The stuff you don’t learn

Students are leaving college without the basic skills necessary for living.

A new literacy study shows that more than half of students near graduation at four-year colleges and universities do not have the basic skills needed to complete everyday tasks. Not only is this pathetic, it is quite sad. High schools and institutes of higher education need to focus more on preparing students for real-life situations without taking away from the students’ educational pursuit.

The study, produced by the Pew Charitable Trusts, used the National Assessment of Adult Literacy to test college students’ literacy rates in areas including understanding news, fine-print documents such as credit card applications, and managing checkbooks. The study made apparent that students are leaving college with a great deal of knowledge, but they aren’t being taught the basic things necessary for living.

College is a place of learning. Many students get their first credit card, budget their own money and time, and look after their own health. Most take it as it comes, learn from their mistakes, and eventually get the hang of it. Others, perhaps more than half of graduating students, don’t ever fully find the ability to accomplish these tasks successfully.

It isn’t that there aren’t classes at the University that teach these things, it is that students would have to take classes from many different departments to gain these everyday skills. This would make education much more expensive and would push already lagging graduation rates to be even lower.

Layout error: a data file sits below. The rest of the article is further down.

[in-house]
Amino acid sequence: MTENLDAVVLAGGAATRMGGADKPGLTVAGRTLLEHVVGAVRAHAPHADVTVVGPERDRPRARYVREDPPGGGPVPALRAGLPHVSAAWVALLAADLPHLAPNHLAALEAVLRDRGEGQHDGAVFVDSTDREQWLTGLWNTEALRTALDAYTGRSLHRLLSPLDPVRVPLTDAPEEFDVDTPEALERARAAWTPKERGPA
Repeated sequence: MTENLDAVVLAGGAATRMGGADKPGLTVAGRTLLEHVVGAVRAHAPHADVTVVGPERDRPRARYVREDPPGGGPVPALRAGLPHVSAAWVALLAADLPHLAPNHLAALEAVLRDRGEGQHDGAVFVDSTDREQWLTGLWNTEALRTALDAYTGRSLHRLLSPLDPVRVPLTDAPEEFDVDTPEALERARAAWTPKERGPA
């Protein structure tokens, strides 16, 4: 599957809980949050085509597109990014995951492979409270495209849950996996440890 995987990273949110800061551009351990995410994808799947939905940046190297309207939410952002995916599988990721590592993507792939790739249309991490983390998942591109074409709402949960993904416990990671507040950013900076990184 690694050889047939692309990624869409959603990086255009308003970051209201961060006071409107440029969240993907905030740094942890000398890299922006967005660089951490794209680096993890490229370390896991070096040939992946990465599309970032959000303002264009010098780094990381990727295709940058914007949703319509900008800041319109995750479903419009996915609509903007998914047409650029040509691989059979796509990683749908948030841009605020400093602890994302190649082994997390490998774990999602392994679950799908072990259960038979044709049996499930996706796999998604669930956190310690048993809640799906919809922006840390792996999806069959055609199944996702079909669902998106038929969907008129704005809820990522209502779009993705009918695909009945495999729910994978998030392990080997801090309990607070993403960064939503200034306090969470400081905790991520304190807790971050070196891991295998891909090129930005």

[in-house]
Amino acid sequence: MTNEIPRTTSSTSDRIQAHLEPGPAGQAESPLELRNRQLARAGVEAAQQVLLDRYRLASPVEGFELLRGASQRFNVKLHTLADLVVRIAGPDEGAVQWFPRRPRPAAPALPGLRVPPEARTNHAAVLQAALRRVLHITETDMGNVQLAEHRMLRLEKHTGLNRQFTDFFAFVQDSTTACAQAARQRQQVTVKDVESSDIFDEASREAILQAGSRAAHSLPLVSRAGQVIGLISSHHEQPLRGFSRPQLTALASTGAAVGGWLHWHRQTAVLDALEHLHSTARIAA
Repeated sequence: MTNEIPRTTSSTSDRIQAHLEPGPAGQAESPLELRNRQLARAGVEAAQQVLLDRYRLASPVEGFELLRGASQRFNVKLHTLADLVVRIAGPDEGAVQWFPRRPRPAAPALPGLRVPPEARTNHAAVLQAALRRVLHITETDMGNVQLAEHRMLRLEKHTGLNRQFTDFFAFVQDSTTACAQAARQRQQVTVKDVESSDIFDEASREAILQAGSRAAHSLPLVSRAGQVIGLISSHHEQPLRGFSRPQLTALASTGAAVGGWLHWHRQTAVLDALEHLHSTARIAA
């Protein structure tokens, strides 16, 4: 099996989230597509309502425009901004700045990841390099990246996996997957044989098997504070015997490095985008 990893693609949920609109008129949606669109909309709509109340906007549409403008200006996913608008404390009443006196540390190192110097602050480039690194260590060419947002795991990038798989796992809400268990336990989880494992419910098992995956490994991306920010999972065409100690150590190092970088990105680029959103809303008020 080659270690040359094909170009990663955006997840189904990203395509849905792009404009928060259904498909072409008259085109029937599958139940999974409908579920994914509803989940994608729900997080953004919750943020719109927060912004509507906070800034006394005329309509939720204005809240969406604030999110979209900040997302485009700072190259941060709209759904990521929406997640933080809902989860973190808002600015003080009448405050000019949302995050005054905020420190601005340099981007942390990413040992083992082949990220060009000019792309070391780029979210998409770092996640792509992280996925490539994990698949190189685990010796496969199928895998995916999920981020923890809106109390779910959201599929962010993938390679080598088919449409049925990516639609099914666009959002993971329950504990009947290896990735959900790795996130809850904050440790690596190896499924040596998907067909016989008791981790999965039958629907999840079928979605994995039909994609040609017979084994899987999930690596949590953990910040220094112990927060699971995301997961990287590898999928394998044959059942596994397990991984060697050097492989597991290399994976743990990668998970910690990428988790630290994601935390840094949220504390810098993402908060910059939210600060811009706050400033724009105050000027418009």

The University should offer a class that teaches a variety of life skills, especially for students unaccustomed to life in the big city. The class should be short, even half a semester and offer information students need to function. Laws on renting, credit management, campus orienteering, city bus travel and information on how to get involved with local communities could be taught.

Basic skills like tipping at restaurants and understanding news stories sound trivial but are important to everyone. No matter what their major or profession, it is still pathetic that more than half of college students graduate without the mastery of skills to survive.